빅스(VIXX) - 사슬 (Chained up) Official M-V-4

I’m vaguely reminded of Purfles’ “A Bad Thing” choreo, which also had a handcuff move, complete with really cool magnetic bracelets that broke away when the members had to actually move their hands. And no, these are not “copying” accusations, either, just a stray observation. Though I think someone with more skill than I could make a pretty awesome mash-up of the videos.

Going into the second verse, Hongbin tugs at his collar and seductively growls his way through his lines, while the MV alternates between shots of him draped on the bed and crawling around on the floor in his white suit. I’m starting to warm up to this MV a lot.

Oh, and some bonus homoeroticism while they're at it.
Oh, and some bonus homoeroticism while they’re at it.

Hyuk shows up next to put us all on some kind of watch list, and of all the members he’s probably the one going hardest (no, that was not a pun, the fuck outta here with that, you perverts). He gets the most provocative dance move thus far, and i’m just going to call it “showing us the goods” and leave it at that.

I’ll see you all in hell.

We also get a bunch of neck porn and the obligatory collar tug.

Ravi continues dramatically throwing around plastic curtains, and then we hit the chorus. Here we catch our first glimpse of the black suits, which are my favorite outfit from this MV. We have a sort of extended bridge in which Ravi’s rap is split up by sung lines, and it’s the first real point of interest in this song (at least as far as I am concerned). We have Ken and N lifting Hongbin over Ravi in a callback to the “Voodoo Doll” choreo when they all lift Ken. We also have more fabulously subtle choreo emulating leashes, reminiscent of Hyuna’s “Roll Deep” video.

Too bad the VIXX members weren’t sporting these outfits.


The action in the final chorus is similar to “Voodoo Doll” in the sense that the guys all appear to escape into the forest with the woman giving chase; unlike “Voodoo Doll,” it just sort of ends there. In fact, the song also ends pretty abruptly, without any real buildup or anything like that. It just… ends. I should note here that the woman in the MV is hardly present at all, hence why I haven’t really mentioned her much till now. Unlike “Voodoo Doll,” in which the woman interacts with her prisoners at length, here she only shows up briefly in quick cuts, just enough to establish the “not-gays” but without disrupting the fangirl fantasy.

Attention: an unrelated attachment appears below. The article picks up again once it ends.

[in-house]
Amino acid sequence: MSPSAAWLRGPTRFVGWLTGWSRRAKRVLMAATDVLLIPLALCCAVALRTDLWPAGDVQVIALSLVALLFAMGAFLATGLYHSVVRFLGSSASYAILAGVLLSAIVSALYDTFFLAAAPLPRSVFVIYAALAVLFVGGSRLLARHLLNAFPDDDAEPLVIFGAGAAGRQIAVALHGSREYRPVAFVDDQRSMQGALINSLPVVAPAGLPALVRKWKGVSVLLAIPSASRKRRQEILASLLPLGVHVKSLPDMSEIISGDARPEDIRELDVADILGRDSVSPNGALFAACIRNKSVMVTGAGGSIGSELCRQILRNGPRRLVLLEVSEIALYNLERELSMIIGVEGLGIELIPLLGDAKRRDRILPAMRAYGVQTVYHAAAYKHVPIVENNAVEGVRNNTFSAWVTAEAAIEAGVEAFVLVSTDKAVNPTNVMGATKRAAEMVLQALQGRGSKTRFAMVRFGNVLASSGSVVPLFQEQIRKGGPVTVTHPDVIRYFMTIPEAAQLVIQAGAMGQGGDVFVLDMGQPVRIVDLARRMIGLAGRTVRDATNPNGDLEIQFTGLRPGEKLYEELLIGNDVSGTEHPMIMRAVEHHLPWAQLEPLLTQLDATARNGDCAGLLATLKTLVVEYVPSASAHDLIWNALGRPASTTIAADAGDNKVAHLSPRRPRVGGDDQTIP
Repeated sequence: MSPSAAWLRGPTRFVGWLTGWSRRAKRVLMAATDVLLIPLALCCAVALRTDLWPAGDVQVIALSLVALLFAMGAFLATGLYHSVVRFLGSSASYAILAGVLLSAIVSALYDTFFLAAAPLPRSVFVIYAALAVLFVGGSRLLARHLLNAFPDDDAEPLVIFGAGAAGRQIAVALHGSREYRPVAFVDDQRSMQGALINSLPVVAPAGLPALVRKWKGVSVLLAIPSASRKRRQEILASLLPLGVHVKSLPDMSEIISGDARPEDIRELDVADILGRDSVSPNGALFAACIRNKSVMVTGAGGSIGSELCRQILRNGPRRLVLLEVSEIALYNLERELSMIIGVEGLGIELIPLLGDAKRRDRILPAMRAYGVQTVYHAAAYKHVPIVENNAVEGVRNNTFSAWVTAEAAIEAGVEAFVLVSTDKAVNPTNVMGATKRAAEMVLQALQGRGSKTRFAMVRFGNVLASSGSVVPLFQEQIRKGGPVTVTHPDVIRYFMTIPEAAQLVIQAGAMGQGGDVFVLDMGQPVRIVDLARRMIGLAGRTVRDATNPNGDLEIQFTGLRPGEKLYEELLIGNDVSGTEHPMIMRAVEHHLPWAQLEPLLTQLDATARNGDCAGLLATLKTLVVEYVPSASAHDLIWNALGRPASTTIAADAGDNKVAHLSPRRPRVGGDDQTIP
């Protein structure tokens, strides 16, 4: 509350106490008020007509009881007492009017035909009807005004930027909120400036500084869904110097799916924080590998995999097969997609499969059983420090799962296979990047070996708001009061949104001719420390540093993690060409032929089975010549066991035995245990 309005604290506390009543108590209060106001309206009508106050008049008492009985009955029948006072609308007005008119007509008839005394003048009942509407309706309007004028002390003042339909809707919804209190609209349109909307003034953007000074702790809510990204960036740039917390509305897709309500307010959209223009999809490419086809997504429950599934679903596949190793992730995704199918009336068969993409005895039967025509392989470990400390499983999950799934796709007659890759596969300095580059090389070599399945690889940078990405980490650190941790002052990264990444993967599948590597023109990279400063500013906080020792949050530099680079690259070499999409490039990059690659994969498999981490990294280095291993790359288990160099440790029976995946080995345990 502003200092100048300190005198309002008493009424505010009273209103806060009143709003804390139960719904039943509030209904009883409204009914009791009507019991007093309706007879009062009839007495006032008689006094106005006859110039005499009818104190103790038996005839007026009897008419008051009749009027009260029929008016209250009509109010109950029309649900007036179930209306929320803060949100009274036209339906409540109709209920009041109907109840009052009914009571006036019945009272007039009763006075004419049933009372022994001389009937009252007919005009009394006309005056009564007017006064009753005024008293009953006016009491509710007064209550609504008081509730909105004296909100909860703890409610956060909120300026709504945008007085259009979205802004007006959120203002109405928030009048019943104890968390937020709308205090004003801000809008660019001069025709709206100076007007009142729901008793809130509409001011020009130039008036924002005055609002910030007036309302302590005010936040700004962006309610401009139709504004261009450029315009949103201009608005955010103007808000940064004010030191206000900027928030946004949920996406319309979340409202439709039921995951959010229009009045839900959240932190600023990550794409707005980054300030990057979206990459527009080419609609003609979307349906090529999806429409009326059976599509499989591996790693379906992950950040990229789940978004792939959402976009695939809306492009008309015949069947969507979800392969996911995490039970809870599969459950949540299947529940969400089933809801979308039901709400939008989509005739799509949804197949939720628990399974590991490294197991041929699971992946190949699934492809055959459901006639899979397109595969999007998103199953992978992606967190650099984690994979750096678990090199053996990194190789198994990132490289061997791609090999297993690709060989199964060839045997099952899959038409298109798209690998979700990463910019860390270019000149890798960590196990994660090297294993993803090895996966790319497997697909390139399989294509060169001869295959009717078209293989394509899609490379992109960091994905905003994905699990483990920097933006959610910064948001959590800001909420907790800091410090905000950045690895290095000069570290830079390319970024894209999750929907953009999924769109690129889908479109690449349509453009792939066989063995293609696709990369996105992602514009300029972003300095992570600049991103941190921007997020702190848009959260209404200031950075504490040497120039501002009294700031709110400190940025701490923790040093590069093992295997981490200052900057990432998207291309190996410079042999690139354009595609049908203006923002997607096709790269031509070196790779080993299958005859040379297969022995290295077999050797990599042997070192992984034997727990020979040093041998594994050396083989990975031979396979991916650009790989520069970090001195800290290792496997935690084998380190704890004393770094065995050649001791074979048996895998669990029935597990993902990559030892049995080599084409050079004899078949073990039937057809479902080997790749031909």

Here is where the “Chained Up” MV’s lack of cohesiveness becomes most apparent; while it initially seemed like the narrative was building up to something, it ultimately just goes nowhere. This escape doesn’t feel hard-earned the way the escape in “Voodoo Doll” does, and the MV is too oblique to make into text the subtext of the guys enjoying their imprisonment, which would’ve actually made this MV interesting. Things as they are, the MV shows no indication of the push/pull depicted by the song lyrics; it’s just a series of loosely-connected images with no real emotional core. In other words, there’s nothing to set this MV apart from any other K-pop boy band MV, nothing that makes it uniquely VIXX. Perhaps K-pop is not ready yet for a full-on BDSM MV, but if there’s any group that could’ve made it work, it’s VIXX. They could have, but they didn’t. This is why “Chained Up” is so frustrating to me.

Like the MV, the song also plays it safe, trying to bring some of the dark twistiness we’ve come to associate with VIXX but packaging it in a more radio-friendly sound (so to speak). As a result, everything here just feels like VIXX lite–fangirl bait on its most basic level, mildly titillating but ultimately very polished, very pretty, and very safe. It lacks in the rawness and theatricality that gave previous VIXX concepts their bite; part of VIXX’s charm was that they never played it safe. But this MV and song play it so safe, I’m surprised there wasn’t a PSA at the end about safe words followed by a condom ad.

I can only hazard a few guesses as to why this comeback turned out the way it did. Maybe VIXX are trying to be more “public friendly.” Or maybe with their packed individual schedules, there simply wasn’t the time or resources for anything more involved. Whatever the reason, the most significant way “Chained Up” is lacking is any kind of creative spark. I could forgive a lot of things if they at least seem like there’s some kind of genuine inspiration behind them, but this all just felt very boy-band-by-numbers.

Since the video dropped, I’ve noticed a growing split in VIXX ifandom between fans who loved the song/MV and fans who were disappointed, and this split is growing increasingly acrimonious, par for the course with K-pop fans. This is my first critical VIXX review, and I’m going to try to pre-emptively address the shit I know I’m going to get here. Y’all know I’m a VIXX fan and I love them probably more than is healthy, but I’ve also never been an “unconditional love” type of fan either (at least, not musically). If a group lets me down, it’s only because I know they’re capable of much greater things, and I get frustrated. Like a tiger-fanmom, in a way. Also, if I’m critical of something, that doesn’t mean I don’t like it. But I’m not going to bullshit like I think something is perfect when I don’t. Critical analysis of popular media is a hobby of mine, and my goal here is not to be a negative nancy and harsh people’s squee–it’s to, you know, engage media critically. I may have been all gushing compliments toward VIXX in the past, because, in my opinion, those songs and MVs deserved it. This one does not.

That being said, I’m going to leave you with a maxim that best describes this VIXX era, at least as far as I am concerned: “VIXX is like pizza–even when it’s bad, it’s still pretty good.”